Thursday, March 23, 2023
HomeMorris CountyBill removing obstacles to land preservation moves to governor’s desk

Bill removing obstacles to land preservation moves to governor’s desk

MORRIS COUNTY — Legislation enabling municipalities to preserve land they acquired through tax foreclosures is on awaits Governor Phil Murphy’s review after gaining Assembly approval today.

Sponsored by Assemblymen Parker Space and Hal Wirths, the bill (S1707/A2534) exempts municipalities from community fees on land acquired for open space. It eliminates deed covenants that have blocked the state Department of Environmental Protection’s purchase of three parcels from Sandyston Township for the last four years.

“This bill accomplishes two goals,” said Wirths (R-Sussex). “It encourages land preservation where it makes sense and brings in new revenue to a municipality like Sandyston, which can use the proceeds to hold the line on property taxes. It’s a win-win.”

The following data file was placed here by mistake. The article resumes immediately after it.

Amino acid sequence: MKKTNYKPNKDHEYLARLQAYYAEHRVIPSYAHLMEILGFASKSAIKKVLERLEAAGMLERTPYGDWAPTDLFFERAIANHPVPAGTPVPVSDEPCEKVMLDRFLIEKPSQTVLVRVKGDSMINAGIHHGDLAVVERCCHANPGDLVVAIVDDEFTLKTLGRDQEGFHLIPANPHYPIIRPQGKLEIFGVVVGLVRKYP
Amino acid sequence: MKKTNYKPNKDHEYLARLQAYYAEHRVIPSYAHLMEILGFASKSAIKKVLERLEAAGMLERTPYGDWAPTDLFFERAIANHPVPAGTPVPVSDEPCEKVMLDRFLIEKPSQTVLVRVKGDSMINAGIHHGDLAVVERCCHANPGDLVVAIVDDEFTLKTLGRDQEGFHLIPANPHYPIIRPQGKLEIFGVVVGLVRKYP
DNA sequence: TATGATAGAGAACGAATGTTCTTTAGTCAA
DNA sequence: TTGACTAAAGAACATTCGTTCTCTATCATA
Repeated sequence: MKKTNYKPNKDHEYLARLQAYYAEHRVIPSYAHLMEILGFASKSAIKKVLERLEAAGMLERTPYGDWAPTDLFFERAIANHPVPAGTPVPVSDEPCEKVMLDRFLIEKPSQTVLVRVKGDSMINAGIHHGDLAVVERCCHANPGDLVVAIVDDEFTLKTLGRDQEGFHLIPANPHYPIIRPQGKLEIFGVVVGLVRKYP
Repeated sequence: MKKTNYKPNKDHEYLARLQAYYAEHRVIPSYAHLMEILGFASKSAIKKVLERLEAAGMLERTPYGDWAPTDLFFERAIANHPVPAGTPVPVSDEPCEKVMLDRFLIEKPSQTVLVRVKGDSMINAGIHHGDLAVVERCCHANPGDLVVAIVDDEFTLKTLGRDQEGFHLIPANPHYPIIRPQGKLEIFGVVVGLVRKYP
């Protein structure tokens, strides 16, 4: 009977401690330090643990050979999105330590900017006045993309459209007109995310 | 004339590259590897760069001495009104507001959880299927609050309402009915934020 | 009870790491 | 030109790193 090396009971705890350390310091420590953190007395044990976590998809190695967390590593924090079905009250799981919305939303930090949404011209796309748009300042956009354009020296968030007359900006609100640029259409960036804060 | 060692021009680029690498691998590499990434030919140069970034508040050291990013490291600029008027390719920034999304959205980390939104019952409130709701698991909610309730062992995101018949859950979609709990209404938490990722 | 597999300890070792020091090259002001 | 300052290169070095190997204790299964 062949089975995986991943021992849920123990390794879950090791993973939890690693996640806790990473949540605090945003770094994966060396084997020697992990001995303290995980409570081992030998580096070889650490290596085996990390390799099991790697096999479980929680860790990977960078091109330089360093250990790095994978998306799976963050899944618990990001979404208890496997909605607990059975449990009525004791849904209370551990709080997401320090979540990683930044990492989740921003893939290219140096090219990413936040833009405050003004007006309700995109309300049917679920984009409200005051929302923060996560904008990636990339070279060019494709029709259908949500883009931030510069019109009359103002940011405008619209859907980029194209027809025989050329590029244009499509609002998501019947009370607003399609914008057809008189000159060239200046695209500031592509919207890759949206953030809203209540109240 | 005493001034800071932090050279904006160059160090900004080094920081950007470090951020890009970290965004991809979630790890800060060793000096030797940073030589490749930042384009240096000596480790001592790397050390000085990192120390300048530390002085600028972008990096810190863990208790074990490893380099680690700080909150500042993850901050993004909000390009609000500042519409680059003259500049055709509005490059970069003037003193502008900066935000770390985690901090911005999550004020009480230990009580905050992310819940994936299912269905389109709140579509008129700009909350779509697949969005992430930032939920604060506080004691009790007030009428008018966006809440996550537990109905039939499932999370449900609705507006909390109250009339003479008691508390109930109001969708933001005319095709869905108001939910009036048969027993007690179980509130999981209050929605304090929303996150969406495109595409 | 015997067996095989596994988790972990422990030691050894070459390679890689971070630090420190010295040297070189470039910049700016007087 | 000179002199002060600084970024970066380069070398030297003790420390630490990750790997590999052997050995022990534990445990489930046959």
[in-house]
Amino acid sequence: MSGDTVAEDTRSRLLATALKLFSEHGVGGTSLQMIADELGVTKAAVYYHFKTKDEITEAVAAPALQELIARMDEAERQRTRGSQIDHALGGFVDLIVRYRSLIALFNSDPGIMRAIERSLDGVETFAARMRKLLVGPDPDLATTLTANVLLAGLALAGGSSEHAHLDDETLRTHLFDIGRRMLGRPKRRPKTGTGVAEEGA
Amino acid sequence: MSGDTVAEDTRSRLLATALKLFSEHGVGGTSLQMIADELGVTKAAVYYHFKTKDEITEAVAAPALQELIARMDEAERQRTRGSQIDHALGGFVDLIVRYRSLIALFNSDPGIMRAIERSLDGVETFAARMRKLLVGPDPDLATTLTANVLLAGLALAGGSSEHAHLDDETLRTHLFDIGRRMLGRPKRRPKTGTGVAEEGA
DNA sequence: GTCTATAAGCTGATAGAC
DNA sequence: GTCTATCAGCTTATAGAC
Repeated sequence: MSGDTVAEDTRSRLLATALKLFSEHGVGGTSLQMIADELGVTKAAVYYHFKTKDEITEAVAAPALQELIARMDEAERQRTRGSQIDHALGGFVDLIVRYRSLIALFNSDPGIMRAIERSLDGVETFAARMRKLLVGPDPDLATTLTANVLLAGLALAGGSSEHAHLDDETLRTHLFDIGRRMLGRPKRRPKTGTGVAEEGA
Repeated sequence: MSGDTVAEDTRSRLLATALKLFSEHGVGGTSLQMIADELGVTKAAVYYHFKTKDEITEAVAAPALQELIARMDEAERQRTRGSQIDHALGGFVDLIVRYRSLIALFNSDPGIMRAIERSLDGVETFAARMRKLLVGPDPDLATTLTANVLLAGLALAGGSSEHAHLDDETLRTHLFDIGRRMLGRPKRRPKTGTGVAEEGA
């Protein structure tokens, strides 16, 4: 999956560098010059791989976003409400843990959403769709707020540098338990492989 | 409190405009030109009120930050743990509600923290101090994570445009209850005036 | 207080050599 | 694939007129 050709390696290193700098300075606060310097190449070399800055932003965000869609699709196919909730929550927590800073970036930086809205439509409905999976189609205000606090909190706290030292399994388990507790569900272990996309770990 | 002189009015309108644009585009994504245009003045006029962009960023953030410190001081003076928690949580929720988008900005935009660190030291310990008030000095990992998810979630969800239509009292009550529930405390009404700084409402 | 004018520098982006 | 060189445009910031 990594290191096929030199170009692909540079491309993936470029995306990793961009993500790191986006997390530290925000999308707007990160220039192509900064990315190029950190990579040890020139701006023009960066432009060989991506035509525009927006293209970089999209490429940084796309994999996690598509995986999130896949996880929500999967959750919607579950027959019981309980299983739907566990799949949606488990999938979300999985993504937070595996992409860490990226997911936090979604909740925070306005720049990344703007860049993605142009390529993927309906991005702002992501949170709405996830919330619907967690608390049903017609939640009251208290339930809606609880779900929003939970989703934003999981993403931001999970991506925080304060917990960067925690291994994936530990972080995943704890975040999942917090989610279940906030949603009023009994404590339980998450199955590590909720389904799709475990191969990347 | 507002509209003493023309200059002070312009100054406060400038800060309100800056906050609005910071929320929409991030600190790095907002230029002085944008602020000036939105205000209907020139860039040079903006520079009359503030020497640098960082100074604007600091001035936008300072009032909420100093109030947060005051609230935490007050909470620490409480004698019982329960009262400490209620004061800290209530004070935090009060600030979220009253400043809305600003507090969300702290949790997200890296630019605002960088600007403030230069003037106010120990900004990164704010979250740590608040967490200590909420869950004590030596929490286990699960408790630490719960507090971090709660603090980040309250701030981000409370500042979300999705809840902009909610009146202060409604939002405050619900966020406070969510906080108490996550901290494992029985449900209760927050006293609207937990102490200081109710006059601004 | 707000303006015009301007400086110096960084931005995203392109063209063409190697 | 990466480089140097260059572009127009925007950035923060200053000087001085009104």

The township acquired eight acres on Devita Road bordering Stokes State Forest in tax foreclosures. An agreement with DEP was stalled by language in the deeds allowing property owners to form a community and asses fees to maintain its private road and lakes. There are more than a dozen residences and undeveloped lots and one road.

“Unnecessary restrictions are interfering with municipalities trying to sell unwanted parcels of land,” said Space (R-Sussex). “Property taxpayers are on the hook for these properties. This measure promotes open space while protecting the rights of landowners.”

The Senate passed a version of the bill sponsored by Senator Steve Oroho in September.


Frank Cahill
Frank Cahill
Publisher of Parsippany Focus since 1989 and Morris Focus since January 1, 2019, both covering a wide range of events. Mr. Cahill serves as the Executive Board Member of the Parsippany Area Chamber of Commerce, Lt. Governor of Division 9 Kiwanis Club of NJ, and Chairman of the Parsippany-Troy Hills Economic Development Advisory Board. Owner of the Morris now app serving small business in Morris County.

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